Depending on whom you ask, HUSH is either a defining Batman story or very overrated. Whatever your opinion is, Batman and Catwoman’s relationship was put under an intense microscope as Loeb deconstructed what it is that makes her so special to Batman. Along with that, Jim Lee’s artwork is nothing short of amazing. His artwork in Hush has already been made into numerous posters, from full-page spreads to even single panels. Lee’s depiction of Catwoman is definitely one of the best-looking the character has had in any medium.
BATMAN: HEART OF HUSH (By Paul Dini and Dustin Nguyen, 2008-2009)
In the semi-sequel to HUSH, the title villain returns to Gotham City to exact revenge against Batman. To accomplish this, he targets his persona of Bruce Wayne to attack him very personally, going after those Bruce is close too. Though Batman warned his closest allies, there was one person he overlooked because he though Hush would never go there: Selina Kyle. Hush kidnapped Catwoman and, using his surgical skills and knowing Bruce’s feelings for her, removed her heart.
Much like its predecessor, HEART OF HUSH examines the relationship between Bruce and Selina have and the feelings they share for each other. It doesn’t hurt that the story was written by famed Batman legend Paul Dini, one of the architects of BATMAN: THE AMIMATED SERIES and the rest of the DC Animated Universe. He has a good handle on Batman, Catwoman, Hush and the rest of the cast appearing in this story. In addition to the spotlight it gives on Batman and Catwoman’s relationship, it also heightens Hush’s status among the rogues, arguably doing more for him than the story that introduced him.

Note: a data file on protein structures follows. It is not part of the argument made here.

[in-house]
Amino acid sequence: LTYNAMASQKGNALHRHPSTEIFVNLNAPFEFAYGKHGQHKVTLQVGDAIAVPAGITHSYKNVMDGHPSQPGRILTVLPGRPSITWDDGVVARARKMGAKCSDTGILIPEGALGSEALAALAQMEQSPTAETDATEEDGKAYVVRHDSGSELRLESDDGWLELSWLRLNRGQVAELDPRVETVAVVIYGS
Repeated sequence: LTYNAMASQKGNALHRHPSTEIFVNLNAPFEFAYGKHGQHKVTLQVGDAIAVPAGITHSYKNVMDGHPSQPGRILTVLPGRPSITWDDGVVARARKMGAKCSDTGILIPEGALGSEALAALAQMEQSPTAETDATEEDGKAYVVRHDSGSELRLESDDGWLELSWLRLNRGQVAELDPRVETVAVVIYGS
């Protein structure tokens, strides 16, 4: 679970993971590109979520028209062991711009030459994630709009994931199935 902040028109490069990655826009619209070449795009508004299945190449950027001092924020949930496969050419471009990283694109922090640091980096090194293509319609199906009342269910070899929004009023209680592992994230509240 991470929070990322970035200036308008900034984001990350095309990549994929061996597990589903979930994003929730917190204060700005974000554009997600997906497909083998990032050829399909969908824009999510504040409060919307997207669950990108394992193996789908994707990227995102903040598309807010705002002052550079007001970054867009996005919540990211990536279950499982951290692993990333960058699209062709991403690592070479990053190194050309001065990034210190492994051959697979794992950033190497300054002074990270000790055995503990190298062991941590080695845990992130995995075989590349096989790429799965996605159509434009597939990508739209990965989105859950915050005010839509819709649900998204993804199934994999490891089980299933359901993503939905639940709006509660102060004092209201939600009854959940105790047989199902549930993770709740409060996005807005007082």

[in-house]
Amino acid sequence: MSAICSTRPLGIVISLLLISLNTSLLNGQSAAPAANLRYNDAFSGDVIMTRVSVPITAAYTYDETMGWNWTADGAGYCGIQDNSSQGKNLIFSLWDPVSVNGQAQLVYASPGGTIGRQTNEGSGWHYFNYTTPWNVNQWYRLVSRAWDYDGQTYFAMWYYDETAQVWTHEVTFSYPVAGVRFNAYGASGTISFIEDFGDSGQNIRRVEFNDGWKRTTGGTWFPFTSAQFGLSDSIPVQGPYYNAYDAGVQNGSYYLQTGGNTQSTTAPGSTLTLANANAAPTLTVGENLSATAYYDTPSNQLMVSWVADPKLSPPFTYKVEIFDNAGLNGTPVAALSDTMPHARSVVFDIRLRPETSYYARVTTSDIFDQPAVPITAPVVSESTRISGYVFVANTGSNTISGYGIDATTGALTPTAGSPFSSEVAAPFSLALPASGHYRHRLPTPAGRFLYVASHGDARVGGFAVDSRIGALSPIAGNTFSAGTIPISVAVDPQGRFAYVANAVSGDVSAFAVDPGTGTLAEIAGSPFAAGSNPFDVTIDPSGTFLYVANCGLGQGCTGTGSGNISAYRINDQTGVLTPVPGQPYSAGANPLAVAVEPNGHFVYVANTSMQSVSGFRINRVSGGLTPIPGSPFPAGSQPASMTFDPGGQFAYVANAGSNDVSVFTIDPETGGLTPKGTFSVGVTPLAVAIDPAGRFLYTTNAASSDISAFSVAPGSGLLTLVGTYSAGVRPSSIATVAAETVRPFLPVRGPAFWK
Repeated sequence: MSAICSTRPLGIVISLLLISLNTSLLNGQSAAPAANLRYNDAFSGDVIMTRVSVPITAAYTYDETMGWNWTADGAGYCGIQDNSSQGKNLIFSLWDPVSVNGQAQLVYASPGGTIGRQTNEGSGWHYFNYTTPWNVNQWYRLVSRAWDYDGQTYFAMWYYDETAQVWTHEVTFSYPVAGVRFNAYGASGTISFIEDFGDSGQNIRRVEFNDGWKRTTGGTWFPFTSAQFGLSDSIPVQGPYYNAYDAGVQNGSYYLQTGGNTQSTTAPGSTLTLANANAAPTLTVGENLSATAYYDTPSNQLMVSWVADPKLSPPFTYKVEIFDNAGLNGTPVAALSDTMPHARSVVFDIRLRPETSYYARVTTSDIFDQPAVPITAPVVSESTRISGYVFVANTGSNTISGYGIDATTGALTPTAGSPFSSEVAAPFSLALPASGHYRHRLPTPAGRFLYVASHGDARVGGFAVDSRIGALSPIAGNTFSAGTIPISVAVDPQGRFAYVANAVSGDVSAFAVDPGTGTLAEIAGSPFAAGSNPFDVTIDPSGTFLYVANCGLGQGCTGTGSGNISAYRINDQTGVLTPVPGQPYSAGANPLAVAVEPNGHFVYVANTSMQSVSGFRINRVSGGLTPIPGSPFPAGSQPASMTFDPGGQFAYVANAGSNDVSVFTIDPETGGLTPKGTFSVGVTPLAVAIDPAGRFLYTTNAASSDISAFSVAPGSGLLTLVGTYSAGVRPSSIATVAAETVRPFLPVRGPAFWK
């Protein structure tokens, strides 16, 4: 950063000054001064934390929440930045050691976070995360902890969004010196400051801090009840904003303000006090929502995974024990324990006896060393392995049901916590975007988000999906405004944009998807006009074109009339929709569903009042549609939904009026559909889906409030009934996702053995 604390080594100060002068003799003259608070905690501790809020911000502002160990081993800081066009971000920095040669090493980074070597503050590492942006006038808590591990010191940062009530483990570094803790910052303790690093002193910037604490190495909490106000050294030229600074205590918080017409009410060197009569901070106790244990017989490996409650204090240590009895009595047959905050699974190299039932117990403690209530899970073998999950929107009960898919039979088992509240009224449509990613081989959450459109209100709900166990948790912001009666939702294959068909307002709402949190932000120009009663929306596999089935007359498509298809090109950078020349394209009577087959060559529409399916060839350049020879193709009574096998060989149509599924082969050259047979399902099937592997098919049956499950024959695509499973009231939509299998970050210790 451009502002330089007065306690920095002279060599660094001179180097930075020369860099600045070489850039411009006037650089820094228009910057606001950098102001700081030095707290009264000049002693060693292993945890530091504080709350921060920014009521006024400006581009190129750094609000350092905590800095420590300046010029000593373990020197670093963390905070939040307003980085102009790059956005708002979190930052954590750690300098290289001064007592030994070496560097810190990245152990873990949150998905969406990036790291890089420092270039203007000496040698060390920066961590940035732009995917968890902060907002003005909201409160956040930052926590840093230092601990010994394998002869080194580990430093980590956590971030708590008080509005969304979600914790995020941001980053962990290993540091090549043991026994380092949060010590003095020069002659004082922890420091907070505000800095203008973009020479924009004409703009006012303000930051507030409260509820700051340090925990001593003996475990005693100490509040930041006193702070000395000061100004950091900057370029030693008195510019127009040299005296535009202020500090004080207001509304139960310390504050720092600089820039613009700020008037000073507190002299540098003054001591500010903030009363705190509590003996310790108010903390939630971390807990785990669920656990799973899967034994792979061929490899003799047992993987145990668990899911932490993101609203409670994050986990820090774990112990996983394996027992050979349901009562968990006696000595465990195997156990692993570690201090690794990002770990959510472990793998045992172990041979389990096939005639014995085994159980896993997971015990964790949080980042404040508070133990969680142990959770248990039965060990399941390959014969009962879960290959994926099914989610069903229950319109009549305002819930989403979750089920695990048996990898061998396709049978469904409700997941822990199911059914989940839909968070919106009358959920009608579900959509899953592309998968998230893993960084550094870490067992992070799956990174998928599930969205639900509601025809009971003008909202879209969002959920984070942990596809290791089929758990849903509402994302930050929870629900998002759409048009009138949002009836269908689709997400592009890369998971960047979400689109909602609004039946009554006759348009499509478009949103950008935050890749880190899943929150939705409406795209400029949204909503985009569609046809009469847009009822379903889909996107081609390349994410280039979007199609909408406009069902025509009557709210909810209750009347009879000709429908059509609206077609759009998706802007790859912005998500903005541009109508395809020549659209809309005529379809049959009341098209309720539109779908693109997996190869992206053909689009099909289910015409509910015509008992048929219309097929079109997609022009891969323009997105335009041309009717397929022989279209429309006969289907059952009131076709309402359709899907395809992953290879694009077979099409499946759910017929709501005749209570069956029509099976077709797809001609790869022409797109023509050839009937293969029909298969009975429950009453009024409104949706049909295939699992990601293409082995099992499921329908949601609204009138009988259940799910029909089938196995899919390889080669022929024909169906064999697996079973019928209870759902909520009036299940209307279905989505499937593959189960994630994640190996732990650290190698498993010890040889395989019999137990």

THE DARK KNIGHT RISES (By Christopher Nolan, Jonathan Nolan, David Goyer, 2012)
Though Catwoman’s portrayal in BATMAN RETURNS (1992) wasn’t exactly the real version of the character and her solo film was a financial and critical failure, the villainess did have an excellent characterization and portrayal in the finale of Christopher Nolan’s Batman trilogy, THE DARK KNIGHT RISES. In the film Catwoman, who is only referred to by her real name, is a professional burglar looking for an escape as authorities are closing in on her. She’s sassy, intelligent and looks out mainly for herself, though she’s also not without some level of compassion for younger people who can’t defend themselves.
Anne Hathaway portrayed Selina Kyle and did a marvelous job playing the femme fatale. Her first scene in the film is one of her best as she subtly transforms from a meek, nervous waitress into the sly, quick-talking thief in a matter of seconds. Selina is used to fending for herself, doing whatever it takes to survive on the street. Her philosophy in life, which sums up her character perfectly, is “Once you do what you have to you can never do what you want to”, contrasting Bruce Wayne’s own drive to do what he has to do, yet lost everything he wanted to do. She then becomes an integral piece in Batman’s battle against Bane, helping him retake the city (though disregarding one or two of Batman’s rules). THE DARK KNIGHT RISES capped off Bruce’s career as Batman by having him escape with Selina to live the life they both wanted. Hathaway’s portrayal of Catwoman is definitely one of the best seen in any medium for giving an in-depth look into what makes her tick.